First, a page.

Pius's interventions on the international stage often lacked political realism. His rehabilitation of the disgraced Carafa family and his uncompromising stand against state control of the church (expressed in his reissue in a stricter form in 1568 of the bull In coena Domini, read aloud on Maundy Thursday and listing ecclesiastical censures reserved to the pope) alienated the Catholic rulers whose support he needed. Even before his stiffening of its terms, and still more after, the bull was a constant irritant to secular sovereigns, because if its exalted claims for the papacy. His excommunication and purported deposition of Queen Elizabeth I of England (25 February 1570), the last such sentence on a reigning monarch by a pope, was an ineffective anachronism and made matters worse for her Catholic subjects: it also antagonised Spain, France, and the Empire. In France he assisted the regent Catherine de Medici financially and militarily against the Huguenots, only to be disillusioned when they where granted freedom of religion by the Peace of Saint-Germain (8 August 1570). His relations with Maximilian II (1564-76), strained because of his equivocal stance towards Protestantism, reached breaking point when Pius trespassed on the emperor's sphere by nominating Cosimo I as Grand Duke of Tuscany (5 March 1570). With Phillip II of Spain (1556-98), his most natural ally, he continually clashed because of the control exercised over the church by the crown in Spain; complete rupture was avoided only by the tireless efforts of his nuncio, Archbishop Giambattista Castagna (Pope Urban VII). His most ambitious and successful enterprise was the formation, with Venice and Spain, of a Holy League against the Turks; a combined naval force met the Turkish fleet in the Gulf of Corinth on 7 October 1571 and inflicted on it at Lepanto a defeat which shattered Turkish superiority in the Mediterranean. Attributing the victory to the intercession of the BVM, he declared 7 October, the Feast of Our Lady of Victory, later to be changed by Pope Gregory XIII to the Feast of the Rosary.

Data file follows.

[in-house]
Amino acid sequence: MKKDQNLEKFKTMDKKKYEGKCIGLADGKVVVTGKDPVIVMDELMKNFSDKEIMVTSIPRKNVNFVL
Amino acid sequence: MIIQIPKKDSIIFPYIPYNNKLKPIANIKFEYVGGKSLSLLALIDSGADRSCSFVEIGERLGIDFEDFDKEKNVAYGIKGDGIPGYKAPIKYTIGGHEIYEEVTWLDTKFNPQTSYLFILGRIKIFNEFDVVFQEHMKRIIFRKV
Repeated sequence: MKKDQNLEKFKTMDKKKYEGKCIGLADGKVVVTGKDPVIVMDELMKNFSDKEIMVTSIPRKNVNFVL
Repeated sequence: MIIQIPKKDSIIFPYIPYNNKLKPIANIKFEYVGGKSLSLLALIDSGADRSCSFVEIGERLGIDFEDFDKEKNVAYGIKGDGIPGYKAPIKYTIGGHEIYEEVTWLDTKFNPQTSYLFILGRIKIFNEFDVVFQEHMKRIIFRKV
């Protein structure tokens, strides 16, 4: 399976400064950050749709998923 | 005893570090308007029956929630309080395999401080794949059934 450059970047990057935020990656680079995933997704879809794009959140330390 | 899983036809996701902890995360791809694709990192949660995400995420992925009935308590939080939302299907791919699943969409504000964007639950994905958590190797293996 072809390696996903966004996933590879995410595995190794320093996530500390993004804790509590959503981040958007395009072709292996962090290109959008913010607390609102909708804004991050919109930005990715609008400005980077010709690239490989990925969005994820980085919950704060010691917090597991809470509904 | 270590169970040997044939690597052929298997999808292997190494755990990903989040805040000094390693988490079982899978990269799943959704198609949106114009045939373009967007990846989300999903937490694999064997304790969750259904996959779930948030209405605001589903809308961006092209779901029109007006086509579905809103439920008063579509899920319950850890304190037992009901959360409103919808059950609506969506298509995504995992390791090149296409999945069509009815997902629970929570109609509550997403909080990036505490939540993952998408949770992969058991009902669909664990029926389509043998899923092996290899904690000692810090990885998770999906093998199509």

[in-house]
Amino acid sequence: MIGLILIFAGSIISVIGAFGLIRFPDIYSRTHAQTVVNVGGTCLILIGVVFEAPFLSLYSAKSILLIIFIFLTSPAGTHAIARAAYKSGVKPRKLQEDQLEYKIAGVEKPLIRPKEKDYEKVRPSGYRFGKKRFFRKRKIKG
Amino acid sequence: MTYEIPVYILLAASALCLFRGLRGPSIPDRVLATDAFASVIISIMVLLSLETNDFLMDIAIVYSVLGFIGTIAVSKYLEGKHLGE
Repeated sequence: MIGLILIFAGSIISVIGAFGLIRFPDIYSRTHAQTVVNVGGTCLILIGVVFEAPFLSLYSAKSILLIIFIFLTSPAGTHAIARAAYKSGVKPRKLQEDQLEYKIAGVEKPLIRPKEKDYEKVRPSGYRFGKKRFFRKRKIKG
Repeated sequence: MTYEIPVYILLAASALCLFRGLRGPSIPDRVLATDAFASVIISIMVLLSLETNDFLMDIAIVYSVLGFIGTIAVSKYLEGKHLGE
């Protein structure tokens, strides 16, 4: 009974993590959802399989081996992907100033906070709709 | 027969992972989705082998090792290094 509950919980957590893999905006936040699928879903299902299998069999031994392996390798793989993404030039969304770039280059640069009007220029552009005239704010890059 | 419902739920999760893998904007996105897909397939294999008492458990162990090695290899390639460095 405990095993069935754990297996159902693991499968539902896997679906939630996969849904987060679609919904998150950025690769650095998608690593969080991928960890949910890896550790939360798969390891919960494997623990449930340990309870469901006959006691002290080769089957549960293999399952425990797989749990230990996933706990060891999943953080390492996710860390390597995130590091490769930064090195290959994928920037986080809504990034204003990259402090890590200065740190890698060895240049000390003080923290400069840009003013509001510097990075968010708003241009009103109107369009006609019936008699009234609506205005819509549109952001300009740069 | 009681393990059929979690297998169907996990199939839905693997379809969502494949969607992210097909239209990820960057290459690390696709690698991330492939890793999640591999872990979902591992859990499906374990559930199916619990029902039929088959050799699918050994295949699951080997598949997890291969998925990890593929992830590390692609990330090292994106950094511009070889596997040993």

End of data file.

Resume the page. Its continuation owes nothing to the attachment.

Single-minded, devout to the point of intolerance, relentless in his persecution of heresy, Pius did not long survive the victory. A great reform pope whose work was to bear fruit for decades and who left a distinctive Tridentine impress on the church, he was beatified on 1 May 1672 by Pope Clement X, canonised on 22 May 1712 by Pope Clement XI. Feast 30 April (formerly 5 May).